H2O2-induced caspase-3 cleavage is known to regulate cell apoptosis [6]. To determine whether BYHWD affects this process, we measured caspase-3 expression by western blot. Exposure to H2O2 significantly increased caspase-3 expression (Fig. 5) and BYHWD treatment significantly reduced caspase-3 expression in a dose-dependent manner. These results further verify that BYHWD inhibits H2O2-induced apoptosis.
Fig. 5

Effects of BYHWD on H2O2-induced caspase-3 expression in HUVECs. a Caspase-3 protein expression in HUVECs were examined by western blotting. b Quantitative analysis of band densities for caspase-3 expression in HUVECs were measured. Values are shown as means ± SD (n = 3). **P < 0.01, compared to sham group. ##P < 0.01, compared to H2O2 group (320 μmol/l)

BYHWD inhibits H2O2-induced ROS production

Exogenous addition of H2O2 induces intracellular ROS production, which affects cell metabolism [17]. To investigate whether inhibition of apoptosis by BYHWD is related to the intracellular production of ROS, we measured intracellular ROS levels using fluorescence microscopy and spectrofluorophotometry with DCFH-DA. DCFH-DA is cleaved intracellularly by esterases and subsequently oxidized to DCFH by ROS. Green fluorescence produced by DCFH indicates abnormally high ROS levels. Exposure to H2O2 (320 μmol/l) induced a burst of green fluorescence in HUVECs (Fig. 6), which was inhibited by BYHWD. These findings suggest that BYHWD inhibits H2O2-induced ROS production.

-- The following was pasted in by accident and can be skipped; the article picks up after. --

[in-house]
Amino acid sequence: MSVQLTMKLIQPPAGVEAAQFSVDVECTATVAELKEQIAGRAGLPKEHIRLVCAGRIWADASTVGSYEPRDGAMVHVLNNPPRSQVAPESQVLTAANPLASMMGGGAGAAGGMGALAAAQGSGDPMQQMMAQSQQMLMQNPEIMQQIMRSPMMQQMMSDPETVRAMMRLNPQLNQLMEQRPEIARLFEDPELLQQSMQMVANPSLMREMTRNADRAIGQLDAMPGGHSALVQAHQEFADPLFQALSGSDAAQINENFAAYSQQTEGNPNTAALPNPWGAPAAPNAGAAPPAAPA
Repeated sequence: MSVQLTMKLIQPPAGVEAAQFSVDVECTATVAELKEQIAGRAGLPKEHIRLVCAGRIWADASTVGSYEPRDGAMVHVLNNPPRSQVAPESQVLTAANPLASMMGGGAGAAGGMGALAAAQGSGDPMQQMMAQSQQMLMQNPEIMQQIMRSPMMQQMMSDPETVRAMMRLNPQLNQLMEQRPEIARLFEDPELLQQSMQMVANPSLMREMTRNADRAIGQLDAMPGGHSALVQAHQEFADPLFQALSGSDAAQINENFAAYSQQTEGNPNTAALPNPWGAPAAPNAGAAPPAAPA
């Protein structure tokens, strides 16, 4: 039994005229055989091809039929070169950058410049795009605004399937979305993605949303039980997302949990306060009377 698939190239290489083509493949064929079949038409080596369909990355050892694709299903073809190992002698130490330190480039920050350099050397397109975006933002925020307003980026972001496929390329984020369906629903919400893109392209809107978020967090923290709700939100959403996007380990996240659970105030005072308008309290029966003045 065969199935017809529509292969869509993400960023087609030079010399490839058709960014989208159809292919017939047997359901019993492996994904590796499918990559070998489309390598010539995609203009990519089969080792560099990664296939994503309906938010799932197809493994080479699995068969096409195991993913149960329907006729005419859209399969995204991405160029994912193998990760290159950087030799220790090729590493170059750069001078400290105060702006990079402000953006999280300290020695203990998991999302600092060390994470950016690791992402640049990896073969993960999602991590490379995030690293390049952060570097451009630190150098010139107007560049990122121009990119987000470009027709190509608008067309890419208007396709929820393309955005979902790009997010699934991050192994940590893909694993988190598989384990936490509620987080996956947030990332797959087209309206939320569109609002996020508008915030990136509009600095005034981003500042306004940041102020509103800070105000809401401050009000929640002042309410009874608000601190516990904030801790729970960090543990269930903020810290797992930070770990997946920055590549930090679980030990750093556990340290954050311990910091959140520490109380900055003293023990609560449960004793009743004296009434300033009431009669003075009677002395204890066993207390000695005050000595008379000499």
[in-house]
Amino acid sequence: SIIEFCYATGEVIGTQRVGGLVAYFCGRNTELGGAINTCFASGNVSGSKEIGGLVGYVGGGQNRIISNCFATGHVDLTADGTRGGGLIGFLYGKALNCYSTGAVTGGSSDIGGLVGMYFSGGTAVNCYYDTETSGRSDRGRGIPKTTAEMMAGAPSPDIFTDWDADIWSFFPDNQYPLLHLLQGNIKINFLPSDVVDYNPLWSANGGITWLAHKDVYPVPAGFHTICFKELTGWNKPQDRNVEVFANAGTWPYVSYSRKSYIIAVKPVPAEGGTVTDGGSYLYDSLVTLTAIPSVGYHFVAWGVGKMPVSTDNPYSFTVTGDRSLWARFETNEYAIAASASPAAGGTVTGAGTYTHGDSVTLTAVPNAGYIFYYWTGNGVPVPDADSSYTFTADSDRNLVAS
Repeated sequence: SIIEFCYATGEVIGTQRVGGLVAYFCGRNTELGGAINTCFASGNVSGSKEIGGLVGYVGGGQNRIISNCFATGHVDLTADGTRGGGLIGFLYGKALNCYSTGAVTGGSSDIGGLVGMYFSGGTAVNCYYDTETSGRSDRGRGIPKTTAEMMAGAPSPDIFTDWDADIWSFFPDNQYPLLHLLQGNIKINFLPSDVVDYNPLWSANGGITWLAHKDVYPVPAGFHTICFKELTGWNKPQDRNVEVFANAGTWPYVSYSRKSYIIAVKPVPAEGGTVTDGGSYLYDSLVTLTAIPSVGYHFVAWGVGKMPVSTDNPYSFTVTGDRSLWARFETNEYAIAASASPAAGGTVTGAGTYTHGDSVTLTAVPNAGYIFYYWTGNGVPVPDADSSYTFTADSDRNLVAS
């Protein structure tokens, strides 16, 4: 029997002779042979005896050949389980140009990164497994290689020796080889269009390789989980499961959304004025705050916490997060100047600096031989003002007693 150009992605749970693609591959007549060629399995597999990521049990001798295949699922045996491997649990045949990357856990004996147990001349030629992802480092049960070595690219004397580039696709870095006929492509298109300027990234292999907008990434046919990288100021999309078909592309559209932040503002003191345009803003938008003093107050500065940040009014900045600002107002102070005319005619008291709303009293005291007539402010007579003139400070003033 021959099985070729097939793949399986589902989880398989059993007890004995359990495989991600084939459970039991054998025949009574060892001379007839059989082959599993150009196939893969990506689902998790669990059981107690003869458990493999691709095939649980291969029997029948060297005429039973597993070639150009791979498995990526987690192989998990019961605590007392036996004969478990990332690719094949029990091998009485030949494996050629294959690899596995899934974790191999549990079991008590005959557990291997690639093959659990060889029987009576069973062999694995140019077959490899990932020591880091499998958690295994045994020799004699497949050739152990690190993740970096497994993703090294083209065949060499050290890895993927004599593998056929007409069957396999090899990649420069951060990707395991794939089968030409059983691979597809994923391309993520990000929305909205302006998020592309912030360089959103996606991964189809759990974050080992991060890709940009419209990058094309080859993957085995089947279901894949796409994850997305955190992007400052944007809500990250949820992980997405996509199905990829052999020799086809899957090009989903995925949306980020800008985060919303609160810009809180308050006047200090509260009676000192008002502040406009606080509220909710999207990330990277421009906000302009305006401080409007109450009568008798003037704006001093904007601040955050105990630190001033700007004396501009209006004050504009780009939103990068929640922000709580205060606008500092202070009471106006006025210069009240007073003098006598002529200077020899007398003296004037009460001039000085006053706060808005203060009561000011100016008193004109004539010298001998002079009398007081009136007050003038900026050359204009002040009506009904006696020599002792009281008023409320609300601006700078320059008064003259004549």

Fig. 6

Effects of BYHWD on H2O2-induced intracellular ROS levels in HUVECs. a Representative images of intracellular ROS in HUVECs by fluorescence microscopy.b Quantitative analysis of intracellular ROS in HUVECs by spectrofluorophotometry. Values are shown as means ± SD (n = 10). **P < 0.01, compared to sham group. ##P < 0.01, compared to H2O2 group (320 μmol/l)